A blackbody (sometimes spelled "black body") is a theoretically ideal radiator and absorber of energy at all electromagnetic wavelength s. The term comes from the fact that a cold blackbody appears visually black.
The energy emitted by a blackbody is called blackbody radiation. This takes the form of an electromagnetic field having an intensity-versus-wavelength relation whose graph looks like a skewed, bell-shaped statistical curve. The maximum point on the curve shows the wavelength at which the radiation intensity is greatest. This wavelength depends on the thermodynamic temperature , in kelvin s, of the object. The higher the temperature, the shorter the wavelength at which the radiation is most intense. The wavelength and temperature are related by a function involving Wien's constant .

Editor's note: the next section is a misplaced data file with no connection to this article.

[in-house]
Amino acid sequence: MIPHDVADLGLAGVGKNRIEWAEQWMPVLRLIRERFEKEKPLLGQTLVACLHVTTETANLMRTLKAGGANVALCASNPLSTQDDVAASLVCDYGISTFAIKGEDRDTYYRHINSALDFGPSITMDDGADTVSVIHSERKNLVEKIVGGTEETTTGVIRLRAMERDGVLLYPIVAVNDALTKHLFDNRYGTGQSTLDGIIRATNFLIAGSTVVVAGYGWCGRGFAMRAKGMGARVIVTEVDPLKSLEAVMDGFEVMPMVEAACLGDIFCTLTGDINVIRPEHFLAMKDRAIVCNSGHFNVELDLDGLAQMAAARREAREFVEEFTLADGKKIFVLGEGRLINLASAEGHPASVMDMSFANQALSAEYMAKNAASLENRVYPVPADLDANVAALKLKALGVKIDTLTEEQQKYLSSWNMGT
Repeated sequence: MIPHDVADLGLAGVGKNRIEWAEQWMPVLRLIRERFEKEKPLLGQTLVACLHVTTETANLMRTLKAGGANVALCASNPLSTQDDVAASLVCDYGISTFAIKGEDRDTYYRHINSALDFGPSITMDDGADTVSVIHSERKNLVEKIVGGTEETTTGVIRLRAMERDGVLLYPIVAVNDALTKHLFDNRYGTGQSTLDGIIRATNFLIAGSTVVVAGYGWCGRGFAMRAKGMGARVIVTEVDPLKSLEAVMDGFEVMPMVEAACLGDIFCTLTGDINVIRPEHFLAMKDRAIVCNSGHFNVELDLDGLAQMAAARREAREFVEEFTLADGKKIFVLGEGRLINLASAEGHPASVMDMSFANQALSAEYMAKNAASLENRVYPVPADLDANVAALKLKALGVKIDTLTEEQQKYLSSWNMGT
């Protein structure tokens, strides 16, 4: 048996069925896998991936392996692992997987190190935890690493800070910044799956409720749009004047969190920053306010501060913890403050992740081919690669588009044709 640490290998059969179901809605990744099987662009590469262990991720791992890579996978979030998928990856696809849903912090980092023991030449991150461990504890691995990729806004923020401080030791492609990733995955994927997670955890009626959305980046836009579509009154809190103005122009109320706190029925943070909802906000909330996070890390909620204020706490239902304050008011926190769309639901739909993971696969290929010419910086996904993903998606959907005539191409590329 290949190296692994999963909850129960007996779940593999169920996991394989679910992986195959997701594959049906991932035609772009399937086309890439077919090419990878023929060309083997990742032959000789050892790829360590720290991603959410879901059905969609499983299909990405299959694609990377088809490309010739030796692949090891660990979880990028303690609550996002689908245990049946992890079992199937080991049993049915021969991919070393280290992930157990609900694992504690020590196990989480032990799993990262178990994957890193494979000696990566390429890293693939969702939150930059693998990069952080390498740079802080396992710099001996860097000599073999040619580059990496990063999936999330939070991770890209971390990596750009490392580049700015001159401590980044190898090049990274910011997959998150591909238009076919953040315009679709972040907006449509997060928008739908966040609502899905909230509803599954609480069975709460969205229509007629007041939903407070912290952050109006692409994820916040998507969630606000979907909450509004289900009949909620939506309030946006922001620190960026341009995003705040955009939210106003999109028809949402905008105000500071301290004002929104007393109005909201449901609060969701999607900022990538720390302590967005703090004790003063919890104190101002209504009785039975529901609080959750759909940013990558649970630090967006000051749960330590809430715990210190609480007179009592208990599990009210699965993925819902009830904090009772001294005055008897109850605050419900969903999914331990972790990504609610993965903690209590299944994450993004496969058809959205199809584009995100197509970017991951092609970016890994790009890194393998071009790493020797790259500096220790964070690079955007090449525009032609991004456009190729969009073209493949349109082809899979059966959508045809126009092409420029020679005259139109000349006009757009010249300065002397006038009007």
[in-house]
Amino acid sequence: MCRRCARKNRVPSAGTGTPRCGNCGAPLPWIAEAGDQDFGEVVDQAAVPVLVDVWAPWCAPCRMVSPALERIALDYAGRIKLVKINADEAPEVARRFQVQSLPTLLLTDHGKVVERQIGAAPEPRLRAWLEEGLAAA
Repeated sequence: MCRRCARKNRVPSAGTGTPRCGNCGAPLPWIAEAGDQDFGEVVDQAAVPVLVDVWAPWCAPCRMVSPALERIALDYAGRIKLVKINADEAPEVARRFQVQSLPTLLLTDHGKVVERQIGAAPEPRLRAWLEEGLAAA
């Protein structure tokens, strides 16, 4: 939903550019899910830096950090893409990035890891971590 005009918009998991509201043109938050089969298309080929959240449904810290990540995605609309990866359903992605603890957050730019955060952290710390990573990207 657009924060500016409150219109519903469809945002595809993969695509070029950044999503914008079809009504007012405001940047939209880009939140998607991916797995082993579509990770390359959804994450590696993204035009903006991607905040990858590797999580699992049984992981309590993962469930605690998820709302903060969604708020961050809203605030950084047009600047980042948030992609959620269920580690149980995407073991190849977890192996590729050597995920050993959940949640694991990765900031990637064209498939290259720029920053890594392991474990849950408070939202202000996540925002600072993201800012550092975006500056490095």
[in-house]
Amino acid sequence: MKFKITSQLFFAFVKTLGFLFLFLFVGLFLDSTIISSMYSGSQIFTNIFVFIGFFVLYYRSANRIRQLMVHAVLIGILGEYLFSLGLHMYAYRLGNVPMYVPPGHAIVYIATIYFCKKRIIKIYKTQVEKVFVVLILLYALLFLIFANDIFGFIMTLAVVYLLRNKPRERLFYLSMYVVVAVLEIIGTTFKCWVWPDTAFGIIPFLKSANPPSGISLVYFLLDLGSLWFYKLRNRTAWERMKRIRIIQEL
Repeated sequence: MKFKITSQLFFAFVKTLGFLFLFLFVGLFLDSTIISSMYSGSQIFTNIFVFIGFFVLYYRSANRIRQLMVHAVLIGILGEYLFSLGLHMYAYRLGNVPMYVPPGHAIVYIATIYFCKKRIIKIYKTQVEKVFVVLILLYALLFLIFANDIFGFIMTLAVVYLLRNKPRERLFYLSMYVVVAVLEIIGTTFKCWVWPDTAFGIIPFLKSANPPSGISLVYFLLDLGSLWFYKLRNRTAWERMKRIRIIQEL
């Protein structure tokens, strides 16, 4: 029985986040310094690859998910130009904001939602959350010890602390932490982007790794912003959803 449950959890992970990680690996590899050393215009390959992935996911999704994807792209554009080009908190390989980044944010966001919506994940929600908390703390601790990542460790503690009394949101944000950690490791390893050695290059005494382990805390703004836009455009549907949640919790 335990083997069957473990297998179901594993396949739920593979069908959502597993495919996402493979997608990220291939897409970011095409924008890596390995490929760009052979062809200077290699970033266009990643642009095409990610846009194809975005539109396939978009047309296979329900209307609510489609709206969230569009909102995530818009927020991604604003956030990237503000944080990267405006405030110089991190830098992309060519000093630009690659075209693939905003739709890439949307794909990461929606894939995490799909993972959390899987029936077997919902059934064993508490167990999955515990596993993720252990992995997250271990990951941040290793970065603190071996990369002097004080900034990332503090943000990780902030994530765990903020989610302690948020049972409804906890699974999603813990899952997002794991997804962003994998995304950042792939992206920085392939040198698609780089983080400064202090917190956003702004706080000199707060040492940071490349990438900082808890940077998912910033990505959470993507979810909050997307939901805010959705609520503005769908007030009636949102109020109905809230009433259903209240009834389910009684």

Scientists attempt to determine the temperatures of distant objects in space by observing their blackbody radiation. The calculations are made by assuming that celestial objects behave as perfect blackbodies. A blackbody is a theoretical ideal, but many astronomical objects come reasonably close to this ideal.